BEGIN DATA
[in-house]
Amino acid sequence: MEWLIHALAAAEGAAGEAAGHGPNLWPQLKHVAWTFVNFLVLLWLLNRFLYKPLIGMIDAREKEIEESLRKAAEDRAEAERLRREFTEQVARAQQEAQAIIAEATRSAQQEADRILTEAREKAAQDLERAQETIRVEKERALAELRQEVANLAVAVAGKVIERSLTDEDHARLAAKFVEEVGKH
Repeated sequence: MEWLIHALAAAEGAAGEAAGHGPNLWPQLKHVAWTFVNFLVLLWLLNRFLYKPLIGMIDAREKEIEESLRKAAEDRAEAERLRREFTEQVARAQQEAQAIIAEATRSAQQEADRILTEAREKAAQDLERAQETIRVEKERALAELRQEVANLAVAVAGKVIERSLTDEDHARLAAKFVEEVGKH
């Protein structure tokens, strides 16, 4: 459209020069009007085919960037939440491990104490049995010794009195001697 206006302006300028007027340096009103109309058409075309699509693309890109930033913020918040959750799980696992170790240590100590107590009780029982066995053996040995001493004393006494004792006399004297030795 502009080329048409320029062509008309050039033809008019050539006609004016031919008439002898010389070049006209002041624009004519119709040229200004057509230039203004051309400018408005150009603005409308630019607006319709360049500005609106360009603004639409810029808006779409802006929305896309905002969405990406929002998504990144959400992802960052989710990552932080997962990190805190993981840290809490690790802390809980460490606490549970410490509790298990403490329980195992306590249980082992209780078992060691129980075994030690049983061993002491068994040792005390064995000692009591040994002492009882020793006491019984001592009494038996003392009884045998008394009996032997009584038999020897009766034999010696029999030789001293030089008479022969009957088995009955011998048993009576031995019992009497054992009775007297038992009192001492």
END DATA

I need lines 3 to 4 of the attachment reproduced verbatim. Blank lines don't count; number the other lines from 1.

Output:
Repeated sequence: MEWLIHALAAAEGAAGEAAGHGPNLWPQLKHVAWTFVNFLVLLWLLNRFLYKPLIGMIDAREKEIEESLRKAAEDRAEAERLRREFTEQVARAQQEAQAIIAEATRSAQQEADRILTEAREKAAQDLERAQETIRVEKERALAELRQEVANLAVAVAGKVIERSLTDEDHARLAAKFVEEVGKH
């Protein structure tokens, strides 16, 4: 459209020069009007085919960037939440491990104490049995010794009195001697 206006302006300028007027340096009103109309058409075309699509693309890109930033913020918040959750799980696992170790240590100590107590009780029982066995053996040995001493004393006494004792006399004297030795 502009080329048409320029062509008309050039033809008019050539006609004016031919008439002898010389070049006209002041624009004519119709040229200004057509230039203004051309400018408005150009603005409308630019607006319709360049500005609106360009603004639409810029808006779409802006929305896309905002969405990406929002998504990144959400992802960052989710990552932080997962990190805190993981840290809490690790802390809980460490606490549970410490509790298990403490329980195992306590249980082992209780078992060691129980075994030690049983061993002491068994040792005390064995000692009591040994002492009882020793006491019984001592009494038996003392009884045998008394009996032997009584038999020897009766034999010696029999030789001293030089008479022969009957088995009955011998048993009576031995019992009497054992009775007297038992009192001492």